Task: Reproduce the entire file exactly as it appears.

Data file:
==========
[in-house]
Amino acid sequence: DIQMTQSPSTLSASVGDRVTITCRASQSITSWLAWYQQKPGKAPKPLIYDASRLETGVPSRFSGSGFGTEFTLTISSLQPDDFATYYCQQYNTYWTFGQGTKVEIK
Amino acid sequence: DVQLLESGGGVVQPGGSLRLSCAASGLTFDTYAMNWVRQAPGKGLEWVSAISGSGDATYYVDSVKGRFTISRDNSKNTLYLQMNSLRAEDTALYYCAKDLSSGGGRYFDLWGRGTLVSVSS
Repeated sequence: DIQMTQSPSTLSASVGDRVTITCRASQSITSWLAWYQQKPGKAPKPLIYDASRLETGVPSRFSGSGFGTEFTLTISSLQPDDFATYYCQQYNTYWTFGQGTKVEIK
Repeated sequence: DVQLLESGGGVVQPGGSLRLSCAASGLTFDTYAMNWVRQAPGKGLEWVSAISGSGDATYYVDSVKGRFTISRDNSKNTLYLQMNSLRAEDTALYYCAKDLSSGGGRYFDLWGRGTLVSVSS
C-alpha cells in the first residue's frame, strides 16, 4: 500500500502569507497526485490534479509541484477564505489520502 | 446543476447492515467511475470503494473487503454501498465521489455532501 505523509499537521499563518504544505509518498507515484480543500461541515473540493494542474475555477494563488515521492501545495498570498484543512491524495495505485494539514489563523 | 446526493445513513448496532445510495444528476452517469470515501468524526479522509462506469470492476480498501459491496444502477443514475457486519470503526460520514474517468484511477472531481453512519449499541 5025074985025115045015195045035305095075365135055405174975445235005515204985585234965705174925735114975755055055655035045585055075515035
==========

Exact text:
[in-house]
Amino acid sequence: DIQMTQSPSTLSASVGDRVTITCRASQSITSWLAWYQQKPGKAPKPLIYDASRLETGVPSRFSGSGFGTEFTLTISSLQPDDFATYYCQQYNTYWTFGQGTKVEIK
Amino acid sequence: DVQLLESGGGVVQPGGSLRLSCAASGLTFDTYAMNWVRQAPGKGLEWVSAISGSGDATYYVDSVKGRFTISRDNSKNTLYLQMNSLRAEDTALYYCAKDLSSGGGRYFDLWGRGTLVSVSS
Repeated sequence: DIQMTQSPSTLSASVGDRVTITCRASQSITSWLAWYQQKPGKAPKPLIYDASRLETGVPSRFSGSGFGTEFTLTISSLQPDDFATYYCQQYNTYWTFGQGTKVEIK
Repeated sequence: DVQLLESGGGVVQPGGSLRLSCAASGLTFDTYAMNWVRQAPGKGLEWVSAISGSGDATYYVDSVKGRFTISRDNSKNTLYLQMNSLRAEDTALYYCAKDLSSGGGRYFDLWGRGTLVSVSS
C-alpha cells in the first residue's frame, strides 16, 4: 500500500502569507497526485490534479509541484477564505489520502 | 446543476447492515467511475470503494473487503454501498465521489455532501 505523509499537521499563518504544505509518498507515484480543500461541515473540493494542474475555477494563488515521492501545495498570498484543512491524495495505485494539514489563523 | 446526493445513513448496532445510495444528476452517469470515501468524526479522509462506469470492476480498501459491496444502477443514475457486519470503526460520514474517468484511477472531481453512519449499541 5025074985025115045015195045035305095075365135055405174975445235005515204985585234965705174925735114975755055055655035045585055075515035